Engage your existing customers with loyalty programs, newsletters, email, social media incentives – anything to give someone who buys from you a good reason to come back. Repeat customers are the lifeblood of any business. It’s a core principle a lot of us forget when it seems easier to just increase the volume rather than to strengthen the brand-consumer bond.

It’s also a worthwhile time to take the resources you previously put into buying links into studying user behavior. If you have a 5 percent conversion rate with your current traffic, sure more visitors could mean more conversions, but if you work on user experience and you can increase that percentage, then you can get more conversions with the same number of visitors you’re getting now.

If ROI and the bottom line are what counts the most, links, rankings and traffic are all just a means to that end. Learning why someone abandons a shopping cart or ignores a call to action and fixing it, is just another means to the same end. It only demands figuring out what people want instead of what the search engines want.

Change Your Business

Adapting to change is the basis of all evolution. An animal, a species, adapts to its changing environment and the ones that do it best, survive to pass on their genes. At least according to Neil deGrasse Tyson.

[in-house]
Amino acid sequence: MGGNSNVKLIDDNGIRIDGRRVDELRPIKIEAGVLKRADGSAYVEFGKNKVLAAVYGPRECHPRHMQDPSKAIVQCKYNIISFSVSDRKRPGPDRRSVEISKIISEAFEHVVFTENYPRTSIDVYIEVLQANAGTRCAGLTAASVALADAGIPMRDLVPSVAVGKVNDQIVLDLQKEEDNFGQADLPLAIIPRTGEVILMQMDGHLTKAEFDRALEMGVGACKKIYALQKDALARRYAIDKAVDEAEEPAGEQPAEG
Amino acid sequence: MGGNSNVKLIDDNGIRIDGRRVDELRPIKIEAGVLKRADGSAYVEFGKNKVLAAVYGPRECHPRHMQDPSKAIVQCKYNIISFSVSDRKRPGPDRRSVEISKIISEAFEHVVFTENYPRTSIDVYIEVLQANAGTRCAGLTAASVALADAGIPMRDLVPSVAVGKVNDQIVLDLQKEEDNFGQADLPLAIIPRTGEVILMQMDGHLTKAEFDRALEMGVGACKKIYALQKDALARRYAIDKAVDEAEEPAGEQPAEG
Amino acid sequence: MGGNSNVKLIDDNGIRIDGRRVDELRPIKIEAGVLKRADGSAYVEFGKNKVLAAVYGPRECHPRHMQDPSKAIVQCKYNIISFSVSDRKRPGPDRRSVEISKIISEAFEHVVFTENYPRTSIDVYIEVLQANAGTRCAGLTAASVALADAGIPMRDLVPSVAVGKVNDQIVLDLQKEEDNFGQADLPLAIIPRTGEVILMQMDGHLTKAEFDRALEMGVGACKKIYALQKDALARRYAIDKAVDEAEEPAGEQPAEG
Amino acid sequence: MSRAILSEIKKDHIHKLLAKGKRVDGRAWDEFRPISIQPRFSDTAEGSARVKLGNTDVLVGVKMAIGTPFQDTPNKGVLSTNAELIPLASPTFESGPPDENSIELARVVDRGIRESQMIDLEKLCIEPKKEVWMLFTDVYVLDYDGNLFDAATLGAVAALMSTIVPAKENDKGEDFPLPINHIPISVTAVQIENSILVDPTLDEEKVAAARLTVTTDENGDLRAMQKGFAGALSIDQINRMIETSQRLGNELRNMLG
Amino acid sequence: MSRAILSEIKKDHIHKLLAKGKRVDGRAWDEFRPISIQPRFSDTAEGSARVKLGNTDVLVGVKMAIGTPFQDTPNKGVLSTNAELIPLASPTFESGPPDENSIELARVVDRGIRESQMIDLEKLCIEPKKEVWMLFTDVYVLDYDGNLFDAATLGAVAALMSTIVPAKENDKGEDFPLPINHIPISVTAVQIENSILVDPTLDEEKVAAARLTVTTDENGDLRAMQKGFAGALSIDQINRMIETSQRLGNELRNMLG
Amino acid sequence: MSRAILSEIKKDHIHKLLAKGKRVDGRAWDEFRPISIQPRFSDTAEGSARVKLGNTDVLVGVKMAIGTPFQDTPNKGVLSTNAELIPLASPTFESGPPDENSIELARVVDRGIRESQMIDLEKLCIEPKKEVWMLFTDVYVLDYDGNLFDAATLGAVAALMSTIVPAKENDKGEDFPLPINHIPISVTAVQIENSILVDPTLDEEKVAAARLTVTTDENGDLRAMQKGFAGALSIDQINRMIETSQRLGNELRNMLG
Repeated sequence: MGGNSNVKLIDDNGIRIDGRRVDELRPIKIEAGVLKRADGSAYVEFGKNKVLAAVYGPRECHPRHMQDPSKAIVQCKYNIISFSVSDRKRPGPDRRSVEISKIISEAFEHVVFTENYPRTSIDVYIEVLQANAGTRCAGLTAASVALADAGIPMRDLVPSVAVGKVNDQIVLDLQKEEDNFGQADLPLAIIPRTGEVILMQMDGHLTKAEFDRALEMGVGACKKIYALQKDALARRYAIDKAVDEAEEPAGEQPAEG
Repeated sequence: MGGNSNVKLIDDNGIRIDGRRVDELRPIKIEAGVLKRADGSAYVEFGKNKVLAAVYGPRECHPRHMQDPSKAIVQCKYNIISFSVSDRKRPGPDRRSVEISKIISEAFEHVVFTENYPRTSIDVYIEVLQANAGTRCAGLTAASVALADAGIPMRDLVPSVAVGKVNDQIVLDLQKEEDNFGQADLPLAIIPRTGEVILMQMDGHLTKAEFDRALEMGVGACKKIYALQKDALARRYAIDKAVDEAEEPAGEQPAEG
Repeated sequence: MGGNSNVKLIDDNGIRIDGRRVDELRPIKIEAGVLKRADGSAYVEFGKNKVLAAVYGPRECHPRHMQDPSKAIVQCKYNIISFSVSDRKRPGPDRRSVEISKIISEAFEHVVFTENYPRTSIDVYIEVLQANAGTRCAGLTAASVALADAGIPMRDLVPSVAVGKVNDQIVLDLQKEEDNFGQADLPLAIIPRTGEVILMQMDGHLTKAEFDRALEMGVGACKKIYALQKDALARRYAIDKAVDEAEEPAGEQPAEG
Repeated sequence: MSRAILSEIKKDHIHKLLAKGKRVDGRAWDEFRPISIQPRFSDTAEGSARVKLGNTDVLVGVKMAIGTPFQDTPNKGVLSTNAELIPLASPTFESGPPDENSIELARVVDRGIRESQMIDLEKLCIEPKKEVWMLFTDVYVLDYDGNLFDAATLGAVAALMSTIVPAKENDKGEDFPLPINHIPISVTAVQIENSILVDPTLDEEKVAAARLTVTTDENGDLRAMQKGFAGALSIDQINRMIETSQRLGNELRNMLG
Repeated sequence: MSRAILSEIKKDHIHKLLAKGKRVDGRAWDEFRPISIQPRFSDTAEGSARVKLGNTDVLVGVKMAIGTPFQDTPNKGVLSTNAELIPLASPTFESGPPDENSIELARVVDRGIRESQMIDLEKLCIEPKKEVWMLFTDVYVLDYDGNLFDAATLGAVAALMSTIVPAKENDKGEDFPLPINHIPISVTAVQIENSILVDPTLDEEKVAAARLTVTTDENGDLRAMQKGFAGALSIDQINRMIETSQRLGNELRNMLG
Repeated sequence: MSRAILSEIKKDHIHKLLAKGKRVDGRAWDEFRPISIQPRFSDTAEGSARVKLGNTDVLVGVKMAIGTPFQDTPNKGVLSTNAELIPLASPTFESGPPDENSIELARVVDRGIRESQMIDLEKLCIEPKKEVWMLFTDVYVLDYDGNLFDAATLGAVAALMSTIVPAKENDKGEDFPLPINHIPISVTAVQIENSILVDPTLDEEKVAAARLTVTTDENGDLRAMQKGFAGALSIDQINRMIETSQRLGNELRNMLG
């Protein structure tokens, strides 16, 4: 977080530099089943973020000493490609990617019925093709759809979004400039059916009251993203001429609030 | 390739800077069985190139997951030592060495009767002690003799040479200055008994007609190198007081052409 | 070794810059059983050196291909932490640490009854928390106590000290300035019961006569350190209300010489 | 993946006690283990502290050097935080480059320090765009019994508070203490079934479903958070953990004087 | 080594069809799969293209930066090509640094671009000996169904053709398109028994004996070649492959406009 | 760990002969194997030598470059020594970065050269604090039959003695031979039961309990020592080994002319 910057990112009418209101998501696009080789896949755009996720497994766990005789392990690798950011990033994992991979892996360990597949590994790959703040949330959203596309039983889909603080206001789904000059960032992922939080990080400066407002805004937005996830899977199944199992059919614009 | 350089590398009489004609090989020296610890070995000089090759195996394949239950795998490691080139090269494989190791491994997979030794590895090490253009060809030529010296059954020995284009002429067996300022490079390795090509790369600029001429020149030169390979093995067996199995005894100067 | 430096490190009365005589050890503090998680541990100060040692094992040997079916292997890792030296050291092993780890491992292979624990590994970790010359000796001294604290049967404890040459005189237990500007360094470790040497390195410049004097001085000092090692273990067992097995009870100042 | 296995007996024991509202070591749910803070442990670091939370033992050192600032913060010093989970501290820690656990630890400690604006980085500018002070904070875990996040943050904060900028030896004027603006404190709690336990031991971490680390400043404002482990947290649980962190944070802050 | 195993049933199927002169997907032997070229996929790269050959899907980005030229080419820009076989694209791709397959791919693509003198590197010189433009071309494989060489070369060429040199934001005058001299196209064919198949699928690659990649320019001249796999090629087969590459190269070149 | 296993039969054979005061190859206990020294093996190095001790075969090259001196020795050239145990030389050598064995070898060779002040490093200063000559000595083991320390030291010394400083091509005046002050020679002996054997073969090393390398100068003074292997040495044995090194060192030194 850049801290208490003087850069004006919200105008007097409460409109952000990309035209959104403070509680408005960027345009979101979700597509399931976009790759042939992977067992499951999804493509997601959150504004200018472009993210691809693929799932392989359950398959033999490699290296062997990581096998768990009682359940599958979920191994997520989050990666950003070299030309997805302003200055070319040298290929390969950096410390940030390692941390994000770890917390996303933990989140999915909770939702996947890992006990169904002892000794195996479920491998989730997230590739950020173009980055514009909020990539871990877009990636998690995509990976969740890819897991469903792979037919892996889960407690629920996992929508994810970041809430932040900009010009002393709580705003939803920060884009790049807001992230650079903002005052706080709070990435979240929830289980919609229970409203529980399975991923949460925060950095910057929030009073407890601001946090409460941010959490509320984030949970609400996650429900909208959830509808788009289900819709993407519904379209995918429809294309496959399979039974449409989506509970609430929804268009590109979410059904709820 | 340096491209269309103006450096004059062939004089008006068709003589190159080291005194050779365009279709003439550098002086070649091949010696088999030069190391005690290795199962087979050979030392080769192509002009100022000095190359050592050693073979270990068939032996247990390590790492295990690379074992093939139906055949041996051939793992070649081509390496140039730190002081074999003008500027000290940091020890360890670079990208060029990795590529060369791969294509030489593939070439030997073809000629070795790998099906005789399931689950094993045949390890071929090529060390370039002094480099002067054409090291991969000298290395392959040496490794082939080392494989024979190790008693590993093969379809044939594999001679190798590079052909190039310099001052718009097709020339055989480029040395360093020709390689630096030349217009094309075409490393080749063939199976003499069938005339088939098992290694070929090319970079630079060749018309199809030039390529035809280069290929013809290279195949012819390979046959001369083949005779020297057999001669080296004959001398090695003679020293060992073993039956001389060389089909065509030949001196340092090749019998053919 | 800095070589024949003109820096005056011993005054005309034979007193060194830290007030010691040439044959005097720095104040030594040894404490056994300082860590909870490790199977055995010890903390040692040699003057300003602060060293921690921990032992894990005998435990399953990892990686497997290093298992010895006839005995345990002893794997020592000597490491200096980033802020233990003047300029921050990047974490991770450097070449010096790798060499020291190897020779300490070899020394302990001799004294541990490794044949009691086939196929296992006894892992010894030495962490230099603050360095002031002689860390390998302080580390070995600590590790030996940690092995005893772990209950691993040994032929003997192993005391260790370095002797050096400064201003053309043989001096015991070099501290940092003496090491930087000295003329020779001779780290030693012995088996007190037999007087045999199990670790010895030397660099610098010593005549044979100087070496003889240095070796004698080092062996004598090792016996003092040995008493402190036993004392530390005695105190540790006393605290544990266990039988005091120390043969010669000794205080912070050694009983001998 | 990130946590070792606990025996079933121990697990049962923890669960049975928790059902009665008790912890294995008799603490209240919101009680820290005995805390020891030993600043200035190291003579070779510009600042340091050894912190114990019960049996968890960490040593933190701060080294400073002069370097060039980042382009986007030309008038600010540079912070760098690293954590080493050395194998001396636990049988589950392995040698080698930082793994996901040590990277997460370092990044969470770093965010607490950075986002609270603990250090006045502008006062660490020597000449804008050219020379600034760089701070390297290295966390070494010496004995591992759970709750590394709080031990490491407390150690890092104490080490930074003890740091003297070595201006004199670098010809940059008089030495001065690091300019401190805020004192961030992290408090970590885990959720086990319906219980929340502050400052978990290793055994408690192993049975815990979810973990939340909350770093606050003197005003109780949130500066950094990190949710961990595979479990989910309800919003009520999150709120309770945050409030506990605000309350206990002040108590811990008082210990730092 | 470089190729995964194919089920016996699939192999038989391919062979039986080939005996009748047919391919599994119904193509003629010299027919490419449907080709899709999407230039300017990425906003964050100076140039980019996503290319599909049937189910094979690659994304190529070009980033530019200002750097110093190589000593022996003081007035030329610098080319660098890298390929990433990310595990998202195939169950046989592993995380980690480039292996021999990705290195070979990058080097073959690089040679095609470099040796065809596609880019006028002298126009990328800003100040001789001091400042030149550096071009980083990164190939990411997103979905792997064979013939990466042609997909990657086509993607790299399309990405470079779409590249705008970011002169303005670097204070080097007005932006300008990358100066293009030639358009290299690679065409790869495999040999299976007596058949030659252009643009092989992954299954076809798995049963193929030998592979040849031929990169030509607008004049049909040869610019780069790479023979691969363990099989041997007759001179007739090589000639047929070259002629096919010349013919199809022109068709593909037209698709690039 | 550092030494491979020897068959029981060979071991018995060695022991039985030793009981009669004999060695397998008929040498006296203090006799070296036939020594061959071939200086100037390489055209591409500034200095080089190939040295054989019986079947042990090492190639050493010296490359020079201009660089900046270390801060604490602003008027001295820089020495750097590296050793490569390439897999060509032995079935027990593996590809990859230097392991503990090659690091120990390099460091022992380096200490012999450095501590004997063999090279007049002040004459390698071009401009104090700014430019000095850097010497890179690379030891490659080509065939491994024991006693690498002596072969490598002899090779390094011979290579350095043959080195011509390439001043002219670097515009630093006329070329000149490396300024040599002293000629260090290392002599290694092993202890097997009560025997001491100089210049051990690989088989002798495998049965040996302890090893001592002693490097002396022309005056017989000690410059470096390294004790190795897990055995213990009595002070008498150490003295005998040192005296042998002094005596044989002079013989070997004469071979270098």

Business have to take the same kind of approach to survival and growth. Learning to change, to respond to the environment in a way that surmounts obstacles.

How you adapt is entirely up to you. It can be a new product line, a series of assets or an original section of content. Anything that is different from anything you’ve offered in the past.

Diversifying in any of these ways can open up new markets and new fields of keyword relevance that weren’t available to you before. Literally changing the scope or variety of what you offer brings brand new factors into the mix and can be ways to pick up new traffic, encourage return visits, and improve your customer experience.

A strategic adaptation is also legitimate. Being a business without an individual identity may have been fine, but now it might be a good time to bring out a singular authoritative voice.

It may also be time to be more interactive on social media, to have conversations with people, not just blast out new content or promotions. The strategy could also include partnerships with people who have different, or broader audiences than yours.

Rebuild Your Civilization

None of these things can get back the keywords you lost. But they can keep you alive while you try to adapt to your new circumstances.

Try not to dwell on what’s lost. Try not to fixate on getting Google to like you better for any given keyword.

Instead, focus on proving your subject matter expertise, service, and quality, which will make users like you better. If that is the forefront of your journey, you may still be able to climb out of where you are and re-emerge as a dominant force in your industry.

But if you’re paying now for buying links in the past, this may be your ultimate test of survival. Whether you endure is entirely dependent on your willingness to evolve.

Related reading

Why an SEO should lead your website migration
Search engine results: The ten year evolution
Six HTTP status codes most critical to your SEO success
Seven time-tested tactics to generate more Google reviews